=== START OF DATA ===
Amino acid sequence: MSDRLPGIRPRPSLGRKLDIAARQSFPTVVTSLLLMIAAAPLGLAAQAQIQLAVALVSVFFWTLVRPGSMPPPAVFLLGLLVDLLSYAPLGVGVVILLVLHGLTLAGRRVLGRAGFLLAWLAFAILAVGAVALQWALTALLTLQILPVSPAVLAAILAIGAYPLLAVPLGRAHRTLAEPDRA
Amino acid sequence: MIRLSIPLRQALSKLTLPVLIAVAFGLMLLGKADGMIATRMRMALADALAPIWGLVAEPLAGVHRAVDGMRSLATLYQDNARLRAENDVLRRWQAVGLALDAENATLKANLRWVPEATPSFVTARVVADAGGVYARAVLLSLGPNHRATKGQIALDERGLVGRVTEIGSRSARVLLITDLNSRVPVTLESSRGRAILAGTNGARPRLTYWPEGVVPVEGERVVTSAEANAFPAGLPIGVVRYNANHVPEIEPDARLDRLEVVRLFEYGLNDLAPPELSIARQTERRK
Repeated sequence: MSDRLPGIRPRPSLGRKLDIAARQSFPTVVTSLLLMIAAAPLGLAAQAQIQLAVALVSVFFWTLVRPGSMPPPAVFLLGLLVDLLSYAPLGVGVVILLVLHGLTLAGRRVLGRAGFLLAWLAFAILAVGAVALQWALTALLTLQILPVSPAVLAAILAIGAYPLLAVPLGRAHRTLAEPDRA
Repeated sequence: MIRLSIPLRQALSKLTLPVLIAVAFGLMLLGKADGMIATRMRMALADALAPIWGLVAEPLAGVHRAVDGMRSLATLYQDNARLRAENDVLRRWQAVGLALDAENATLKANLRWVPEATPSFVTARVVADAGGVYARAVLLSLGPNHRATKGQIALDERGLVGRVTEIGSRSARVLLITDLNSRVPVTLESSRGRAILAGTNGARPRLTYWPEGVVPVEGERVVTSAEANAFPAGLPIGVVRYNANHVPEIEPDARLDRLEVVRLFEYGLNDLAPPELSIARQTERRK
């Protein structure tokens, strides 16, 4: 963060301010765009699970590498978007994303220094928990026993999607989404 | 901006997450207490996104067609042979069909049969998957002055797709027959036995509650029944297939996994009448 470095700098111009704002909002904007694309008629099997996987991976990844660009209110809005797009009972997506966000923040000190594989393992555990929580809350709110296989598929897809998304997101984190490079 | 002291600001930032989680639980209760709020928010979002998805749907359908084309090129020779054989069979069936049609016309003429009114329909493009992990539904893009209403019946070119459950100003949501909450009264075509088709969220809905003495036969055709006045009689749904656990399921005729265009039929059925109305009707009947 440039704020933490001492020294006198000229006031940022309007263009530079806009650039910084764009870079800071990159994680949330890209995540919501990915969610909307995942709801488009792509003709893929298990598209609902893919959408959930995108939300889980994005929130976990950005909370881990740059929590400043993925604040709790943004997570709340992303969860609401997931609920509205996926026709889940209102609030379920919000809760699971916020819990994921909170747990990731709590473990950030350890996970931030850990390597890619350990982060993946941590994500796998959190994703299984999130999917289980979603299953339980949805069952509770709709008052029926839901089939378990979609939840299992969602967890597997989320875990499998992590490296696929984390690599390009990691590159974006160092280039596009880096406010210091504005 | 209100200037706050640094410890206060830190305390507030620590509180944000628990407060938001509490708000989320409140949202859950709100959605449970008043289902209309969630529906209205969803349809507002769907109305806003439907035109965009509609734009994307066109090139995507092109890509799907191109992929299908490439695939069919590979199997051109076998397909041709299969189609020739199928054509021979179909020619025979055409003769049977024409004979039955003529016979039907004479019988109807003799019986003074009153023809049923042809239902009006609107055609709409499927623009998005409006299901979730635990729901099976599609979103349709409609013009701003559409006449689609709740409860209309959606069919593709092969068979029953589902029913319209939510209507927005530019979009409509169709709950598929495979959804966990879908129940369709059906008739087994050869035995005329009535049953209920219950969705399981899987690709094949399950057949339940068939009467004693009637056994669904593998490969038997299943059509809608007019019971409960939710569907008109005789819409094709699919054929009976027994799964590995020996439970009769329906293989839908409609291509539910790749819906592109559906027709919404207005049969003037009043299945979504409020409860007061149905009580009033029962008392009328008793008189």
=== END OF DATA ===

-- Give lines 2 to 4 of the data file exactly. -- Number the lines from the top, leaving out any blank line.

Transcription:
Amino acid sequence: MIRLSIPLRQALSKLTLPVLIAVAFGLMLLGKADGMIATRMRMALADALAPIWGLVAEPLAGVHRAVDGMRSLATLYQDNARLRAENDVLRRWQAVGLALDAENATLKANLRWVPEATPSFVTARVVADAGGVYARAVLLSLGPNHRATKGQIALDERGLVGRVTEIGSRSARVLLITDLNSRVPVTLESSRGRAILAGTNGARPRLTYWPEGVVPVEGERVVTSAEANAFPAGLPIGVVRYNANHVPEIEPDARLDRLEVVRLFEYGLNDLAPPELSIARQTERRK
Repeated sequence: MSDRLPGIRPRPSLGRKLDIAARQSFPTVVTSLLLMIAAAPLGLAAQAQIQLAVALVSVFFWTLVRPGSMPPPAVFLLGLLVDLLSYAPLGVGVVILLVLHGLTLAGRRVLGRAGFLLAWLAFAILAVGAVALQWALTALLTLQILPVSPAVLAAILAIGAYPLLAVPLGRAHRTLAEPDRA
Repeated sequence: MIRLSIPLRQALSKLTLPVLIAVAFGLMLLGKADGMIATRMRMALADALAPIWGLVAEPLAGVHRAVDGMRSLATLYQDNARLRAENDVLRRWQAVGLALDAENATLKANLRWVPEATPSFVTARVVADAGGVYARAVLLSLGPNHRATKGQIALDERGLVGRVTEIGSRSARVLLITDLNSRVPVTLESSRGRAILAGTNGARPRLTYWPEGVVPVEGERVVTSAEANAFPAGLPIGVVRYNANHVPEIEPDARLDRLEVVRLFEYGLNDLAPPELSIARQTERRK